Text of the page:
Baidu Android apps caught leaking sensitive data from devices


Capturing the phone’s IMSI number and MAC address, the leaked data could have made users trackable, potentially over their lifetimes, says Palo Alto Networks.

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Mobile apps can pose certain risks even if the developers have no malicious intent in mind. Bugs or errors in the development phase can lead to certain problems, such as data leaks. Discovered by cybersecurity firm Palo Alto Networks, two apps from Chinese tech company Baidu were found leaking certain data from the devices. A blog post published Tuesday describes the type of data being leaked and why such leaks can be hazardous.

SEE: Top Android security tips (free PDF) (TechRepublic) 

With the aid of machine learning (ML)-based spyware detection, researchers at Palo Alto Network’s Unit 42 security arm found multiple Android apps on Google Play that were leaking data. In the lineup were Baidu Search Box and Baidu Maps, which together had been downloaded 6 million times in the US. The leaked data included the phone’s MAC address, certain carrier information, and the IMSI number.

The MAC address is used as an identifier for the networking hardware in a device and never changes. The IMSI (International Mobile Subscriber Identity) number is used to identify a subscriber with a cellular network and is usually associated with the device’s SIM card. Both the MAC address and IMSI number can be used to track the location of a mobile device and its user, hence the concern over the data leakage.

Though the flaw may not have been intentional, the collection of unique identifiers is discouraged, according to Android’s best practice guide. This is because cybercriminals can use IMSI catcher tools to grab this type of leaked data to profile device users, extract further sensitive information, and even intercept phone calls and text messages.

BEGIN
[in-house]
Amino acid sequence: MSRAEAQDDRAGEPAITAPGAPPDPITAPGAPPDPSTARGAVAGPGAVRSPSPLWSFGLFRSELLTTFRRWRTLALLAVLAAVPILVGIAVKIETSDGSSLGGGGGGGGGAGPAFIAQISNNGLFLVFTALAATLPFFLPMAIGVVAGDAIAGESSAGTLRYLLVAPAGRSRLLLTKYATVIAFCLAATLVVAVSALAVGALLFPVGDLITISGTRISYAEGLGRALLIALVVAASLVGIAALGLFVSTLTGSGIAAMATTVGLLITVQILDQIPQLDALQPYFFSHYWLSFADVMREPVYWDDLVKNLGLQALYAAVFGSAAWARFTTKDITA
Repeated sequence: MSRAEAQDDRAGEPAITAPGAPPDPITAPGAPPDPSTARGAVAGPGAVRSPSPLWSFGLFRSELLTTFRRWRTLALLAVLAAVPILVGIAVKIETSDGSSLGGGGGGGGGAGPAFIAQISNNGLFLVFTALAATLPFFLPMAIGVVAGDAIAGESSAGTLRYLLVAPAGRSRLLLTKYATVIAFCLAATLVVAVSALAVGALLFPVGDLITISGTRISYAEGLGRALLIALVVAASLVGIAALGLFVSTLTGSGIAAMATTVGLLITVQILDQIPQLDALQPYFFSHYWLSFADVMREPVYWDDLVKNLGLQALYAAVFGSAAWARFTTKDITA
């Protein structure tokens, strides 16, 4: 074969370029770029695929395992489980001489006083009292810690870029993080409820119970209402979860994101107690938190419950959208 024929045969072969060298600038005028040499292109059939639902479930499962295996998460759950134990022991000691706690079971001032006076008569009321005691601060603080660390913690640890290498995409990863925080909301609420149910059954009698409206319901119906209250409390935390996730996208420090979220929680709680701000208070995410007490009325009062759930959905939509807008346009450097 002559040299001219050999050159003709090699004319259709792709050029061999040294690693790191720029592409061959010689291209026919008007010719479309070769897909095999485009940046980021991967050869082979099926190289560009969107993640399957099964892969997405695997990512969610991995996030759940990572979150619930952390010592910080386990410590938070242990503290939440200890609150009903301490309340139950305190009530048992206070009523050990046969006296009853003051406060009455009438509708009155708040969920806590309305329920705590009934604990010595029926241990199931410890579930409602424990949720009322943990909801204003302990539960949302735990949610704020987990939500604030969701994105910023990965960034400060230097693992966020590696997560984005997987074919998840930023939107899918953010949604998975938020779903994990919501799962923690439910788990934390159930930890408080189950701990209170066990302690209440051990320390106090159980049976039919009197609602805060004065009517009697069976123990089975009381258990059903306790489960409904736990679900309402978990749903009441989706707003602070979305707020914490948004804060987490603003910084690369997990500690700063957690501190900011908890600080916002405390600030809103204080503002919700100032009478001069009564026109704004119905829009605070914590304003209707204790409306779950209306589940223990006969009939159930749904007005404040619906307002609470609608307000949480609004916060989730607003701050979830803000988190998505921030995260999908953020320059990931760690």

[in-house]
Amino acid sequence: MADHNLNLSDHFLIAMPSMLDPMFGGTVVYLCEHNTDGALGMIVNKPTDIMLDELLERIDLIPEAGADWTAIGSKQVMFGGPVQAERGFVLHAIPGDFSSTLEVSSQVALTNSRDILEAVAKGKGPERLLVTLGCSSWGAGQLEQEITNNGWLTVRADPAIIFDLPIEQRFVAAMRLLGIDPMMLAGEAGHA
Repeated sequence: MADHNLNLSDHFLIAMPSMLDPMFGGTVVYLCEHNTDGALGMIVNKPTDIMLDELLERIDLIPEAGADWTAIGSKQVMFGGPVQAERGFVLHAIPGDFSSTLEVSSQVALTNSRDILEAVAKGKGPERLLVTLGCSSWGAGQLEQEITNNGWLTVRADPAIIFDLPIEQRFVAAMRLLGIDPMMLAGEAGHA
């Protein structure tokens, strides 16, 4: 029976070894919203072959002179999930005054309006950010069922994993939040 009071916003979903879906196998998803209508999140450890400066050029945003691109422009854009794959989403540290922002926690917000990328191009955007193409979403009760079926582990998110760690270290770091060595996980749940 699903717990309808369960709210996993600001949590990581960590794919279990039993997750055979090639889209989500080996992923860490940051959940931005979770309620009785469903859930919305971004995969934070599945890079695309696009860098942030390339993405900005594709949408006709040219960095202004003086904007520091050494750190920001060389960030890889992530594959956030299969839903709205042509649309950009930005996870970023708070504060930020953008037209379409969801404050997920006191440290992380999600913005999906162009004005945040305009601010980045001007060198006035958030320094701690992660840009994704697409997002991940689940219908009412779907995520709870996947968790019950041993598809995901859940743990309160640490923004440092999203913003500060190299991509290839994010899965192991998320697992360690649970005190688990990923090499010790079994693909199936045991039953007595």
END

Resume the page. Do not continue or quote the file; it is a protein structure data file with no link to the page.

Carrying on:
Unit 42 informed both Baidu and Google of its findings. Google removed both apps from Google Play on Oct. 28. At this point, a compliant version of Baidu Search Box is available at Google’s app store, while Baidu Maps remains unavailable.

“The referenced information requested by Baidu App (or referred to as “Baidu Search Box” in the report) was used to enable push functionality, as disclosed in the privacy agreement,” a Baidu spokesperson told TechRepublic.

“Baidu takes the privacy and security of its users very seriously and data is only used under the authorization of users,” the spokesperson added. “The reported issues had been addressed in the newest version of apps before Unit 42 reached out for its research. Baidu App and Baidu Maps were not removed from the Google Play store for the findings in this research. Baidu App has returned to the Play Store as of November 19. Similar to Baidu App, we are working to update Baidu Maps in accordance with Google’s guidelines and expect that the app will return to Google Play in early December.”

Beyond giving up the MAC address and IMSI numbers, some Android apps have been discovered leaking other types of data, including the phone model, screen resolution, carrier, network type (Wi-Fi, 3G, 4G, etc.) Android ID, and the IMEI (International Mobile Equipment Identity) number. Some of this data is relatively benign. But a leak of the IMEI number can raise a red flag.

Unique to each device, the IMEI number is another means of identifying and tracking a phone, especially useful if it’s lost or stolen. A hacker who obtains this number could report the device as stolen and persuade the provider to disable it and block its network access.

“Data leakage from Android applications and SDKs represents a serious violation of users’ privacy,” Palo Alto Networks said in its post. “Detection of such behavior is vital in order to protect the privacy rights of mobile users.”

The dilemma here is that users are dependent on the honesty and reliability of the developer to keep key information private. Legitimate Android apps typically ask a user to allow or deny permissions for certain features. However, disallowing permissions can cause an app to fail to work properly. Because of the confusion and complexity over this process, users may simply grant all permissions to facilitate the use of the app.

But at a minimum, Android users should be aware of when an app can access phone data and be able to limit that access, Jen Miller-Osborn, deputy director of threat intelligence for Unit 42 at Palo Alto Networks, told TechRepublic. In cases like this one, there wouldn’t be a way Android users could have prevented the leak short of not downloaded and installing the app. But users should be aware and consider why certain apps are free, according to Miller-Osborn, pointing out that usually Android app developers are monetizing something.

Editor’s note: This article has been updated with additional commentary.

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